Work From Home Has Made ‘Dad’s Work’ Make Sense To My Kids

Solomon and Matilda

Solomon turns ten years old in a few weeks. His sister Matilda is seven.

For most of their lives, my work – my career – has been a mystery to them, save for a few details I might have shared with them at the end of a given day.

A couple of times when they got older, I brought the pair of them into the offices of my various employers on days off school to see where I worked; far more of a fun afternoon trip out for them than you’d think it would be.

Those visits formed a connection between them and the physical space I inhabited every day. Maybe they met a kindly colleague or raided the snacks cupboard; maybe they saw my desk and looked at my view out of the office window. Their comprehension of their dad’s work was formed, hardened and embellished.

Often, a comprehension largely divorced from the reality or content of my job.

Solomon at work

Today, their understanding of my work is more detailed and nuanced – their relationship with the concept of work is much ‘healthier’ and more rounded. And it’s not because they are older.

It’s because I work from home, and they see me do it.

Well, sometimes I work from home. I’ll work from wherever I need to be: something Cloudbooking is calling Hybrid Living: the increasing trend for employees fitting work around their lives as opposed to the other way around.

It means that wherever we are, outside of school hours, the kids are often in my online meetings – standing next to me and staring down the screen at my colleagues if they fancy, and otherwise sitting nearby listening in while playing and drawing.

Sometimes I have to ask them to leave the room if there is some kind of sensitivity to the topics discussed; other times, they talk to or at me, right over the meeting, about something ‘important’.

Later they’ll ask me how my meetings were and what they were about and form questions around parts of what they heard.

They ask me why I no longer go to an office every day – why I no longer leave the house at seven o’clock to walk to the local train station.

It’s clear they appreciate me being around and – if they’re at home sick or off for some teacher training day – they see me come downstairs to have lunch with my wife or to start making their dinners,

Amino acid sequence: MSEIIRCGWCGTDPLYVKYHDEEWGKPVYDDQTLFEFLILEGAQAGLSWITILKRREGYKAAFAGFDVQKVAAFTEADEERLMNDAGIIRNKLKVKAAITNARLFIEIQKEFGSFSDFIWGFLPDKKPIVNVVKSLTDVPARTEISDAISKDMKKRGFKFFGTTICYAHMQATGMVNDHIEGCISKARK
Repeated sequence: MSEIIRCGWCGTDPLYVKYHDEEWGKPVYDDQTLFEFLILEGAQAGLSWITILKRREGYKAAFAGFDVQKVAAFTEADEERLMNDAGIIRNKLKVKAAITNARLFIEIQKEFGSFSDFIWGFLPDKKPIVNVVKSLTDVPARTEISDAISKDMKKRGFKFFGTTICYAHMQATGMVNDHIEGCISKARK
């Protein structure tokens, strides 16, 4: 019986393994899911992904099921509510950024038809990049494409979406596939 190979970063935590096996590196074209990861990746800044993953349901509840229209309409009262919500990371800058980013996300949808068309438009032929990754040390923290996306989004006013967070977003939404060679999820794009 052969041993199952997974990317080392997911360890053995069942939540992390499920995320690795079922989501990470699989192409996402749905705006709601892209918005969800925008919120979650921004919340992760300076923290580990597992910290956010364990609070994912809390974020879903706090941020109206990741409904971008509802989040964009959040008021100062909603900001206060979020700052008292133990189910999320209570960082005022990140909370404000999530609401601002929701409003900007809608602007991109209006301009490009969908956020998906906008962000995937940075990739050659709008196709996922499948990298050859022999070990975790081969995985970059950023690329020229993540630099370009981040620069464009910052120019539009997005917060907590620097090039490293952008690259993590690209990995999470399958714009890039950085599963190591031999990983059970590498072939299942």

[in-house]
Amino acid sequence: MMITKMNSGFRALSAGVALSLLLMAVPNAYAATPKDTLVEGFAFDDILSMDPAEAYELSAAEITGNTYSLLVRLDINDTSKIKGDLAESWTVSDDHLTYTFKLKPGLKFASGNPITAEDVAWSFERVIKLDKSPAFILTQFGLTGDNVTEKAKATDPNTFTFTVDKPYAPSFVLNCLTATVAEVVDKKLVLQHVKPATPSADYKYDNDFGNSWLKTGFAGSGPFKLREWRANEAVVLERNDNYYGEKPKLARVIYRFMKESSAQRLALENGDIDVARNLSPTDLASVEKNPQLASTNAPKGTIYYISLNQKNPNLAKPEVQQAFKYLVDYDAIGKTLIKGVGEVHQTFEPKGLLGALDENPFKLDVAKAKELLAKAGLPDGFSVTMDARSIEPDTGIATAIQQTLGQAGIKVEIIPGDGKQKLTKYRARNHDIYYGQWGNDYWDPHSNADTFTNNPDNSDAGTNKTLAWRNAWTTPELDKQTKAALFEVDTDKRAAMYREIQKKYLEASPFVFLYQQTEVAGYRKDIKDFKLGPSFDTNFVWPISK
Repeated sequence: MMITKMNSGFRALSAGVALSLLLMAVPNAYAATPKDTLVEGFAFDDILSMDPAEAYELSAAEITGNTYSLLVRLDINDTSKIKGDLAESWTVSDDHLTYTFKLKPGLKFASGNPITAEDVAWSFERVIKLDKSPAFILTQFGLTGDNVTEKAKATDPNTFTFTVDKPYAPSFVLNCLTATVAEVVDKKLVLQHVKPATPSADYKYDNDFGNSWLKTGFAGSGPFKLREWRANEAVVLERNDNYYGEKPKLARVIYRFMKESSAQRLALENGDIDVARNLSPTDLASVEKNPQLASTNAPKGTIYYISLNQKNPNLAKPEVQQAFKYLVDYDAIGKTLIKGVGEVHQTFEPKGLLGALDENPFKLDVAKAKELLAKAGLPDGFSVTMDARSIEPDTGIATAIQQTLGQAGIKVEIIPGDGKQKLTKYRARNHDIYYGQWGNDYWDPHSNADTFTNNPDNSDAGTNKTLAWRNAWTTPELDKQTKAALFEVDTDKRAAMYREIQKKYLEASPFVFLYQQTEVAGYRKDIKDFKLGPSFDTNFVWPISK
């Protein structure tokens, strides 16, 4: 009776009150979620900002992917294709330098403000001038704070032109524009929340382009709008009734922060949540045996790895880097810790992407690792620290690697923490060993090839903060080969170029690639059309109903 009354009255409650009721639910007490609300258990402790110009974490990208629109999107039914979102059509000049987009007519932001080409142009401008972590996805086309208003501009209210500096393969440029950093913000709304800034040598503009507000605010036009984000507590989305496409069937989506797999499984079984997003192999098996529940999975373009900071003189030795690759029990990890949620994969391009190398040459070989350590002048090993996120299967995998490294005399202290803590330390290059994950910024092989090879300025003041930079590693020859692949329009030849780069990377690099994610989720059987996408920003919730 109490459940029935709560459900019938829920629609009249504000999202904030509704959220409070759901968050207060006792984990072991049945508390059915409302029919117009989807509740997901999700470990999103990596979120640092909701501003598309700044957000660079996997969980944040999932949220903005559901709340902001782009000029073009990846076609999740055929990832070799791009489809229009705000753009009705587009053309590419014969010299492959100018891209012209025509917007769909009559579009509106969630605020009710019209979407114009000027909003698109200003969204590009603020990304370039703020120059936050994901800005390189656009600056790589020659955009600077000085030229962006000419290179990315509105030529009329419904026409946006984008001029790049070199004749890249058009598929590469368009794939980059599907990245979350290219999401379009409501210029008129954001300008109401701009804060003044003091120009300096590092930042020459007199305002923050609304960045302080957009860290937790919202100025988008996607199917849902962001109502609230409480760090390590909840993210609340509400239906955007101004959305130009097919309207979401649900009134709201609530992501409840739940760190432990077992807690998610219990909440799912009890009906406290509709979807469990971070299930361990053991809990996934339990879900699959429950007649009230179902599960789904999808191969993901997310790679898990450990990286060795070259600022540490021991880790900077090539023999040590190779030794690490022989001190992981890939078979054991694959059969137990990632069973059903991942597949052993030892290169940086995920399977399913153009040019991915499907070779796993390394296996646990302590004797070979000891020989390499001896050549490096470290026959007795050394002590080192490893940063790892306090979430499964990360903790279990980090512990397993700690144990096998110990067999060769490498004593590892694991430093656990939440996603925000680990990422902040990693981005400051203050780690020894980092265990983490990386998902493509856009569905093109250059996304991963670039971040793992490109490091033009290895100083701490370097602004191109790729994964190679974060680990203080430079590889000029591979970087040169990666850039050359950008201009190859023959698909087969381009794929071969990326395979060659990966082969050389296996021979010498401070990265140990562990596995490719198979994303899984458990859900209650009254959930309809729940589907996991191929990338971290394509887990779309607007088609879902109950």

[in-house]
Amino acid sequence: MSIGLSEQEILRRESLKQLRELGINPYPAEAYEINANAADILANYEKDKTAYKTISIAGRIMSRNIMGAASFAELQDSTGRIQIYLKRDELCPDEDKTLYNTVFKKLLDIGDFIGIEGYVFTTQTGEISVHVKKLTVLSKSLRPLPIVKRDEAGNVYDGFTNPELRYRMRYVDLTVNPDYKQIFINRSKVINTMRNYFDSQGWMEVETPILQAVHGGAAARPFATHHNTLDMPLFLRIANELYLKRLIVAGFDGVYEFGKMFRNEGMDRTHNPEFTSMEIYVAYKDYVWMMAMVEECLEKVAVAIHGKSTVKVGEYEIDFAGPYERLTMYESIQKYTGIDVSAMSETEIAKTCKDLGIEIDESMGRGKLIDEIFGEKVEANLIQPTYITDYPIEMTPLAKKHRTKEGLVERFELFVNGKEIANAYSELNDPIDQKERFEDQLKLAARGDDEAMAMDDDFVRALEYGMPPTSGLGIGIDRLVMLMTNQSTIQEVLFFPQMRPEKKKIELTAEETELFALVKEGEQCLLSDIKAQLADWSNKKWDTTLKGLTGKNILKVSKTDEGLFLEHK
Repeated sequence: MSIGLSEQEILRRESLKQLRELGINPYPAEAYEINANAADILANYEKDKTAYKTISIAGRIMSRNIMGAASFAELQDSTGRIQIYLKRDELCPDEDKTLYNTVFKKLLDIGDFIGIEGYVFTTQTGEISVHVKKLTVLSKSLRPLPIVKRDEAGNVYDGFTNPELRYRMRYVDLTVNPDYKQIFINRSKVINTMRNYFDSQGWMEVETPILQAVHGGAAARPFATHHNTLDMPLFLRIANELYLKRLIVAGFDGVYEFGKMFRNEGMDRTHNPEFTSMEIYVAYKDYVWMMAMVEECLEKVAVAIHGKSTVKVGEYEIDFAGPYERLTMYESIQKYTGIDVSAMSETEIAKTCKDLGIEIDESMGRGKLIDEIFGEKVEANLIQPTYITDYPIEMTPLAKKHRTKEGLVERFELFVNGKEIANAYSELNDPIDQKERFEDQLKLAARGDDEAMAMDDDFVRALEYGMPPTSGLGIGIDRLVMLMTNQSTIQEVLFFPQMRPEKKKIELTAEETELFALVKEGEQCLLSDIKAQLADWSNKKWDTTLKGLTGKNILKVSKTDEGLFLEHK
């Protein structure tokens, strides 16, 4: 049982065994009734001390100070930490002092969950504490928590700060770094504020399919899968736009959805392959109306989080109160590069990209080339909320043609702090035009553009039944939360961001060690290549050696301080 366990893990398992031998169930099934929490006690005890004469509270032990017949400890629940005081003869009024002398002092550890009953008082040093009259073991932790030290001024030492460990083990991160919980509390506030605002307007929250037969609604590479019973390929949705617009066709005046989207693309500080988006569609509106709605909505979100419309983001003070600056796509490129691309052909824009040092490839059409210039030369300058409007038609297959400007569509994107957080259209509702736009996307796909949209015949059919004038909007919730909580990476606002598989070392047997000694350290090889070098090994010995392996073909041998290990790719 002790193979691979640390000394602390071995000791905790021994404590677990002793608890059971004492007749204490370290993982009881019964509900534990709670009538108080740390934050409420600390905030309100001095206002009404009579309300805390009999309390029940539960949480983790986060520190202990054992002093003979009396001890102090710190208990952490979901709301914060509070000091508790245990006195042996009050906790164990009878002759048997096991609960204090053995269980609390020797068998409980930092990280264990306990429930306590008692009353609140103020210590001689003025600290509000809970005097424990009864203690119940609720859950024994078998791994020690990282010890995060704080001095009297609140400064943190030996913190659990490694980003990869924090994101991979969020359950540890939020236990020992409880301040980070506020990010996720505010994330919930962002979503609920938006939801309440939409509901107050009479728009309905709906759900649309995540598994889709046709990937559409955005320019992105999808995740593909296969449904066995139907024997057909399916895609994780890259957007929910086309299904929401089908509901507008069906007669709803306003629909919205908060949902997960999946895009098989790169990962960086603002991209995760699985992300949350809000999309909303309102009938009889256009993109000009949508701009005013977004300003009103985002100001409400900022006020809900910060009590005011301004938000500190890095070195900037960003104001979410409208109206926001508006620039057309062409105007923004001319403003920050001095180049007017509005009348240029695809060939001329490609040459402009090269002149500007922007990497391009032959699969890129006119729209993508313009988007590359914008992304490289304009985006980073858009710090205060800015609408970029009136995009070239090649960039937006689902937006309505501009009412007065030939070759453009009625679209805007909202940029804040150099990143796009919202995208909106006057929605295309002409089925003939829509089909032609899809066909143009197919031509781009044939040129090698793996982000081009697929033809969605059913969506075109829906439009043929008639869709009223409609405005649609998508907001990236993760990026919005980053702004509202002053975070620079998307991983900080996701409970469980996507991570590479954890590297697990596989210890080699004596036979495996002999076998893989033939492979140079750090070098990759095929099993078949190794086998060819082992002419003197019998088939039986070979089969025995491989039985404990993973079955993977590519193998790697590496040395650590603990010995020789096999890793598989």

And they ask about you – the people I meet and the customers I serve – all the time. They ask what you want from me and how I know how to deliver it.

There was once a time they liked (and were satisfied with) my now seemingly glib explanation that ‘I tell stories for a living’. No longer.

These days, they distinguish between the ‘me’ when I’m writing a blog – they know this one is about them; me when I’m dealing with admin, client and payment issues; me when I’m having fun and when I’m stressed.

They can spot the difference in my tone of voice between the times I’m sharing high-level strategic advice with a CEO and when I’m trying to keep a team engaged in a fun training session.

Matilda smiling for her dad

Tomorrow I’ll start my day early for a meeting with a long-term client I love out in Singapore. Because I’m not with them at breakfast they’ll ask about that later: “What do you know about Singapore? What does your friend do there? What was the meeting about? Are we going to Singapore soon?”

They want to come to Glasgow with me for two days next month when I go to film the first modules of an online course I’m creating with my partner there. If they’re not able to come with me (they’re not), Solomon will want to help me book plane tickets and plan my journey.

Related Reading: Everything You Need to Know to Make Flexible Working Hours Work

When I was my son’s age, my dad would disappear from the house early, get back late (knackered) and speak of work only in the most minimalist terms.

Like my kids to me until recently, I would often have pretty much no idea what Dad was doing during those hours of absence.

My kids know what I do. They know how I do it, and sometimes they make themselves a part of it.

More importantly, perhaps, they understand the notion of my work. Solomon and Matilda know I freelance and have lots of different things going on at once. Both see me doing these things in every room of the house at various times of the week. They also see me not working at various times during the traditional working day.

The world of work is still changing for us, but our kids are natives of the ongoing sense of evolution. When they’re ready to get jobs themselves, they’ll have seen the transition and will understand that jobs and careers no longer come in just a few shapes and sizes.

Hopefully, watching us will give them inspiration and help in starting out whenever and however they do so.

In the meantime, it’s (mostly) fun to have them around.

Matilda and Solomon as Harry Potter and Hermione Granger

Check out our latest webinar on the future of work for deeper insights into how hybrid working can support organisations in a post covid world.

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